Monday, July 11, 2005

The Agony of Causing Accidental Death

It’s every driver’s nightmare to cause the death of another person. We don’t like to contemplate it, but it’s a possibility every time we get behind the wheel of a car.

I killed a woman pedestrian when I was 17, borrowing my dad’s car to drive to work on a quiet Sunday morning. I was approaching the crossroad atop a hill when my attention was caught by a taxi waiting to pull out. I passed him safely but kept watching him in my rear view mirror; and even though I had crested the hill my fixation on the taxi prevented me from easing up on the accelerator.

When I looked forwards, I saw an elderly lady in a green suit directly ahead of me who was two-thirds of the way across the road on a pedestrian crossing. I immediately hit the brakes causing her to look up in horror. With absolutely no hope of success, she tried to outrun me.

It was April 18th, 1971. Her name was Margaret Healy and she was 77 years old.

The coroner recorded an open verdict, which technically meant the case remained open for another 7 years, but I was neither charged nor convicted of an offence. I speculate as to whether it would have been easier if I had been prosecuted. It sometimes feels as though the trauma went on longer than it should because I had no opportunity to pay for the enormity of what I had done. Ultimately, I had to come up with a punishment for myself which is, I suppose, why I ended up in a psychiatric hospital and tried to commit suicide.

A lot of people will say, quite correctly, that I am not the victim. I’m not the one who died and have no cause to feel sorry for myself. And they are right. But whenever I hear of a pedestrian being killed, I wonder how the driver is and how they will be affected for the rest of their life.

We’re often shocked by hit-and-run drivers. It seems so callous to drive away from an accident; but before passing judgement I have to remind myself that I too almost left the scene. When my car came to a stop there was no evidence to confirm the horror of what had just happened. I couldn’t see her, I couldn’t hear her. I so desperately needed to believe it wasn’t true that I was on the brink of convincing myself it hadn’t really happened when the taxi-driver ran over to say he had called for an ambulance. I then got out, covered her with a blanket and slumped against the car near to where she was lying.

But I wasn’t alone in wanting to deny what had happened. In this society we are encouraged not to feel guilt. So many people told me I shouldn’t “blame myself.” Even Margaret Healy’s brother said that to me with the kindest of intentions.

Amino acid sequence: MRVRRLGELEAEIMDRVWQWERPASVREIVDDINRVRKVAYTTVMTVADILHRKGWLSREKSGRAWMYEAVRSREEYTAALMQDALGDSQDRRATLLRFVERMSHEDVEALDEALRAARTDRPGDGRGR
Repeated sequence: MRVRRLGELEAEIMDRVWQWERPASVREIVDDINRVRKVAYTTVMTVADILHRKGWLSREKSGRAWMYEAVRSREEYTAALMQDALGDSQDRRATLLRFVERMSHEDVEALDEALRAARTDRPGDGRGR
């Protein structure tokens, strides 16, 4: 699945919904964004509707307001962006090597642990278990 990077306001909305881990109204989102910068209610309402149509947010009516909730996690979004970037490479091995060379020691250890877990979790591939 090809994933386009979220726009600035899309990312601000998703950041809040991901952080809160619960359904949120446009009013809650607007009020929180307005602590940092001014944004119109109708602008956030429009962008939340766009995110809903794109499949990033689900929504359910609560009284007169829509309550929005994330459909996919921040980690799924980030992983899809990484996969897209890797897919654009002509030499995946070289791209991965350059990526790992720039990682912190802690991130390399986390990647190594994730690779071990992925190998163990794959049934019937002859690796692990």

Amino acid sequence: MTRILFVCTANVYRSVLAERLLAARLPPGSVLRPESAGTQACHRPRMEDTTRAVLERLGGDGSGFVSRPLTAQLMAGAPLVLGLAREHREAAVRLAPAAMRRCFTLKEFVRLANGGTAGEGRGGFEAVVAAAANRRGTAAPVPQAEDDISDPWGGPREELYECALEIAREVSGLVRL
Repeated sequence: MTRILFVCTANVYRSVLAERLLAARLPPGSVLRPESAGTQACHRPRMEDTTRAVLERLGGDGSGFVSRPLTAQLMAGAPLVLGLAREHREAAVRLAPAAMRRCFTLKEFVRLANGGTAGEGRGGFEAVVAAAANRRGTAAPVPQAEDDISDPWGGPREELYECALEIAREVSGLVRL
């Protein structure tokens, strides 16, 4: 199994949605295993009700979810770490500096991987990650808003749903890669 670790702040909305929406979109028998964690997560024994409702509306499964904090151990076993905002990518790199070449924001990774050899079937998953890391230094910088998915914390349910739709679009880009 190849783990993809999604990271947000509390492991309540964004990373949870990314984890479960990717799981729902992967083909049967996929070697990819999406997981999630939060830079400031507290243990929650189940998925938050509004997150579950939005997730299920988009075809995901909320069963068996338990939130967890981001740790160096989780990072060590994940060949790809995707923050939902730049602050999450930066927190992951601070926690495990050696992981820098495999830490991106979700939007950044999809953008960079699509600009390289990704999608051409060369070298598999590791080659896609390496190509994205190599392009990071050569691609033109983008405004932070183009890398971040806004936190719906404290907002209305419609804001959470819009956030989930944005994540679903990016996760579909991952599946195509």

But a voice inside me was saying that it’s not possible to kill someone and pretend that it’s all OK.

From the moment it happened, everything changed. I had no idea who I was anymore or what my place in the world was. At every waking moment I was haunted by the question, “Do I have the right to continue living now that I have caused a death?”

It was a sickeningly heavy burden to realise that nobody in my family or in my circle of friends could help me answer this question. It only served to offer further proof that I was doomed to live a life apart. My mum couldn’t help; she was way out of her depth. Her way of dealing with it was to declare that it wouldn’t affect us, and refuse to speak about it. My father carried a sense of guilt because he had intended to drive me to work that morning but instead decided to have a lie-in. Just a few months afterwards he vanished, never again to contact the family until 10 years later when he reached out from beyond the grave via his Will. The devastating effect on my family was further compounded by the accident happening on my sister’s 12th birthday; hence her special day now always carries the taint of this shattering moment.

For years, not a day went past when I didn’t think about the accident. I’m 50 but still cannot bring myself to drive a car. I tried once, 10 years after the accident when my daughter was a baby and we lived in an isolated place, but if my husband wasn’t in the car I‘d have a panic attack and start shaking and retching. After two weeks I was such a wreck I gave up.

Eventually, I was able to reach the point where I realised the only way I could value my life was by acknowledging that what happened formed me into the person I am today. It is central to who I now am.

I haven’t, in the current jargon, achieved ‘closure’. The subject will never be closed – it continues to evolve. I began a relationship with Margaret Healy on the day she died and she will be with me forever.

What happened to me is not uncommon. There are all kinds of fatal accidents that occur in the home, at work, on roads. But there’s very little discussion about it. Since my accident a further 52,000 pedestrians have died on British roads yet we know almost nothing about how the drivers, or their families, were affected. However, from the stories that are told to me, it doesn’t seem to matter whether the driver is guilty or not; the sense of shock and guilt is overwhelming, often leading to suicide, breakdown, or social isolation.

My Book, To Cause A Death – the aftermath of an accidental killing, was published last year by Clairview Books(£9.95. ISBN 1 902636 55 4) to great media acclaim because it dared to break the silence about this terrible subject. But more voices are needed. Let me know your thoughts, feelings, experiences.


'This book is needed...a fascinating read' The Scotsman 22/07/04

'Fascinating... There but for the Grace of God' Daily Telegraph 30/06/04

'Very moving... very necessary' Woman's Hour 30/06/04

'An important book... beautifully written' This Morning ITV 12/07/04

'Couldn't put it down... gripping' BBC London 04/07/04

'Compelling' Radio Europe 09/07/04

'We've all almost been there' BBC Five Live 06/07/04